Thursday, February 26, 2009

Help Tribal Colleges Get Federal Appropriations

In August 2008 former President George W. Bush signed Congress the Higher Education Reauthorization and College Opportunity Act of 2008 into law. The reauthorization will help more students attend tribal colleges across the country and will include funding for tribal colleges across the United States. It also authorizes an annual increase from $6,000 to $8,000 for each student attending a tribal college. However, each year Congress must make appropriations to fund these worthwhile programs.

As you know, most tribal colleges are located on reservations, where they serve nearly 28,000 Native students in geographically isolated communities. On reservations, unemployment rates are high and average family incomes are 27 percent below the federal poverty level. Federal funding is necessary to keep our tribal colleges operational, providing much-needed educational opportunities to Native communities.

Help tribal colleges get the funding they need by contacting your senator to urge them to make appropriations for tribal colleges under the Higher Education Reauthorization and College Opportunity Act of 2008. To contact your senator, go to http://www.senate.gov/general/contact_information/senators_cfm.cfm to find the address and phone number of your elected official.

Monday, February 9, 2009

Moving Forward In a Bleak Economy

Despite the bleak economic indicators, including a high jobs loss report at the end of January, there is reason to be optimistic about American Indian education and the Fund.

Our supporters are some of the most loyal and devoted people in the country. Even when times are tough, they give something. Our students and the Fund are blessed to be able to count on our corporate, foundation, and individual supporters.

Another reason to be optimistic? The amazing projects and results that tribal colleges are producing. Whether it be diabetes research, gathering data about global warming and its effects on local flora and fauna, or building business incubators on some of the most rural and remote areas of the country to spur economic development, tribal colleges, their teachers, and students are producing results that are nothing short of miracles. And the American Indian College Fund continues to support tribal colleges and their students in these endeavors and more.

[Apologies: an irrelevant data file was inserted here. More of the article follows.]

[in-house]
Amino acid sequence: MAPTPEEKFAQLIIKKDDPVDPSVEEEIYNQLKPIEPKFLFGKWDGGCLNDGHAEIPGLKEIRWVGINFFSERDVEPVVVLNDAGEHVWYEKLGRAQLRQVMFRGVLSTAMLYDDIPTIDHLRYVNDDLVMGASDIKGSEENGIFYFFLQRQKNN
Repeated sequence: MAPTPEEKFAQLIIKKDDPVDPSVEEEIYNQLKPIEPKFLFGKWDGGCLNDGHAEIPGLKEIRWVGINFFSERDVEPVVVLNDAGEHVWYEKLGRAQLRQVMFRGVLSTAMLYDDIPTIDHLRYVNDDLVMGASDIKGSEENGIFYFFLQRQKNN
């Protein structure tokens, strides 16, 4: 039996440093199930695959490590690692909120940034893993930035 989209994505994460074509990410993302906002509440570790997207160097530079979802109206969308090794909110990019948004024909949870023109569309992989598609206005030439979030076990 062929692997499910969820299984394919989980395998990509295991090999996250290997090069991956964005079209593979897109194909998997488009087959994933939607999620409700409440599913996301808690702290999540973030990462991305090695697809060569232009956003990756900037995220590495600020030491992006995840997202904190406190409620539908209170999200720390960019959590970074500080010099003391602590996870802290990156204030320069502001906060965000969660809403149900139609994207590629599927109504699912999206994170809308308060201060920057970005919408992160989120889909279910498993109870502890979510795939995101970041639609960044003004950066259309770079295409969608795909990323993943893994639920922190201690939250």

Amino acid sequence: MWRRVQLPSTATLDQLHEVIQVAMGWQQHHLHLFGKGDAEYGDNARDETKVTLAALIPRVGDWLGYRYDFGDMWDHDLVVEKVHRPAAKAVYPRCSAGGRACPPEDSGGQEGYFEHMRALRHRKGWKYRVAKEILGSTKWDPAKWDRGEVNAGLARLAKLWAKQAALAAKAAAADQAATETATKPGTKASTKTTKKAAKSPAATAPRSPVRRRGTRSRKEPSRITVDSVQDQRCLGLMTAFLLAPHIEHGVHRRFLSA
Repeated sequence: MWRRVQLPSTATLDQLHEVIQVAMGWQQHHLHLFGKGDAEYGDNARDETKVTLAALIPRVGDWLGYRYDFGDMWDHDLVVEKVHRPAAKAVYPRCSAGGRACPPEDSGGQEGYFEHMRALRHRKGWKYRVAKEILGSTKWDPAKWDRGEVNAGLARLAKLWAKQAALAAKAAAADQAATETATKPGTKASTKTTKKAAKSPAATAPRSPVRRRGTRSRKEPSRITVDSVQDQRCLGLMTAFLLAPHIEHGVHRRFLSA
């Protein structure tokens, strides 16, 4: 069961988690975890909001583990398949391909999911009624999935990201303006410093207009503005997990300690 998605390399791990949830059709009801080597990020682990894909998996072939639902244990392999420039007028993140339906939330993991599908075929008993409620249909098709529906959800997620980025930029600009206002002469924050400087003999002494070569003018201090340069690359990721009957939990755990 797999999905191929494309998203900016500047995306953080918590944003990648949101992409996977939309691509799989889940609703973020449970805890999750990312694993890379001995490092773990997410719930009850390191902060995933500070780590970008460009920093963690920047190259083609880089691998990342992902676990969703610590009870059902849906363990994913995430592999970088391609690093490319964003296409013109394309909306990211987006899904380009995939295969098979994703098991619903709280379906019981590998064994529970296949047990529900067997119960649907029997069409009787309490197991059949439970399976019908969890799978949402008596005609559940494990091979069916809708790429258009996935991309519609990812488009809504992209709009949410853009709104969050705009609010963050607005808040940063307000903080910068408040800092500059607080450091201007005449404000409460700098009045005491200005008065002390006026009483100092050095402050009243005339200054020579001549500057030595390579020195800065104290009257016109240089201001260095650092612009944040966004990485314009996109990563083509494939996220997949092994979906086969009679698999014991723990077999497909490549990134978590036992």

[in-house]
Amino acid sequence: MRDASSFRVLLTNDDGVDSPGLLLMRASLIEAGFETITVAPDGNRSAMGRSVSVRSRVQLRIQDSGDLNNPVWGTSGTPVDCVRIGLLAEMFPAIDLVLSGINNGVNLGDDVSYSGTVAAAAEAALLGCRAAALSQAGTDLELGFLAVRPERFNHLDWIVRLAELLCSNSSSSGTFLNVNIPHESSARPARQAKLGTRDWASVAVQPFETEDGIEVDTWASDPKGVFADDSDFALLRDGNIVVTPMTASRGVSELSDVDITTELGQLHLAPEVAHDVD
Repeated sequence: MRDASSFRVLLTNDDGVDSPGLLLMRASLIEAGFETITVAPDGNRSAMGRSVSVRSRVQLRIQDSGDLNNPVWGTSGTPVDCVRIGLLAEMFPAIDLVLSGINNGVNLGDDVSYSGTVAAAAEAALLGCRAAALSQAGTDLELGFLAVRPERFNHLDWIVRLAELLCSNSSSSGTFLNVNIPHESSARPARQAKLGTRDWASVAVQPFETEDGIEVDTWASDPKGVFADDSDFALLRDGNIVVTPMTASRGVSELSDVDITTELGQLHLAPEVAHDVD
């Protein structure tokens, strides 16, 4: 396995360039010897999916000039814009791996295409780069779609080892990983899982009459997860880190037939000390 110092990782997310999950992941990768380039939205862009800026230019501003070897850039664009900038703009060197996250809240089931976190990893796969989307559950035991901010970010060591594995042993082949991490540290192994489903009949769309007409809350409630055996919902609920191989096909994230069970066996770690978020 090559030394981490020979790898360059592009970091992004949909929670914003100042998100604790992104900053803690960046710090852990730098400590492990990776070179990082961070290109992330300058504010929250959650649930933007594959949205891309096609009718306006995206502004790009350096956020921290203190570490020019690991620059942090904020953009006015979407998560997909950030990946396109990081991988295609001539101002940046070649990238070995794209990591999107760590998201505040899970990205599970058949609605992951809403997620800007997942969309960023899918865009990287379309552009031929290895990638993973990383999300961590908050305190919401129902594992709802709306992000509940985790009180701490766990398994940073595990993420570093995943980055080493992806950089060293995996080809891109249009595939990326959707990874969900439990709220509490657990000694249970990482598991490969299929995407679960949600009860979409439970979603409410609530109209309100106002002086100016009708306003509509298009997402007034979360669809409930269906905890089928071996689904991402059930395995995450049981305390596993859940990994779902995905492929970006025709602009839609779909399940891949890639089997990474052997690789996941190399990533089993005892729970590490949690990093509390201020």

Be on the lookout in March for stories about these successes in our upcoming newsletters.

Thursday, February 5, 2009

When Old Friends Go On...

I was personally saddened when my friend and former tribal college resident and veteran of the tribal college movement, Sky Houser, passed on on January 29, 2009. Sky died at a hospice facility near his sister’s home in Oklahoma City, Oklahoma at age 65. At the time of his death, he was the special projects officer for the Scott Bordeaux Leadership Institute at Sinte Gleska University.

Known as “Sky,” Houser first became acquainted with the Indian community in the mid 1970s when he was a professor at the University of Nebraska, where I first met him, and took his students to a pow wow.

In 1975, he left the University of Nebraska to help help the Santee establish a satellite campus, Northeast Nebraska Indian Satellite Community College, which later became Nebraska Indian Community College.

Sky served as chief executive officer of four tribal colleges (Nebraska Indian Community College, Sisseton Wahpeton Community College, Institute of American Indian Arts, and Lac Courte Oreilles Ojibwa Community College) and worked at three others (Saskatchewan Indian Federated College, Salish Kootenai College’s Spokane branch campus, and Sinte Gleska University).

Sky left a long legacy as a writer of articles and books about American Indian education and tribal issues, in addition to medieval history. He will be deeply missed by all of us in the tribal college movement.

I am deeply touched that Sky's commitment to educated and concern for American Indian students extended beyond his death. Sky's family specified that gifts in his memory could be given to the American Indian College Fund.
 
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